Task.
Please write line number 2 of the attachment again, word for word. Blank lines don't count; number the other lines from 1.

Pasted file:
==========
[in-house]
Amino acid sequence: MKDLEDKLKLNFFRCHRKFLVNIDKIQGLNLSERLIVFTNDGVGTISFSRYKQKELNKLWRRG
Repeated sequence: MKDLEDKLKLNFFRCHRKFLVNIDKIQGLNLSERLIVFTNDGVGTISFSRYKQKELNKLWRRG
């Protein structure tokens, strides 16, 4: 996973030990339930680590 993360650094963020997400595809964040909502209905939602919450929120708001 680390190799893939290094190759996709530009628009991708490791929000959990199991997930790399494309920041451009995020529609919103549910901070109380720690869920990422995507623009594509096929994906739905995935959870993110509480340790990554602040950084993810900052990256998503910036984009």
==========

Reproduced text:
Amino acid sequence: MKDLEDKLKLNFFRCHRKFLVNIDKIQGLNLSERLIVFTNDGVGTISFSRYKQKELNKLWRRG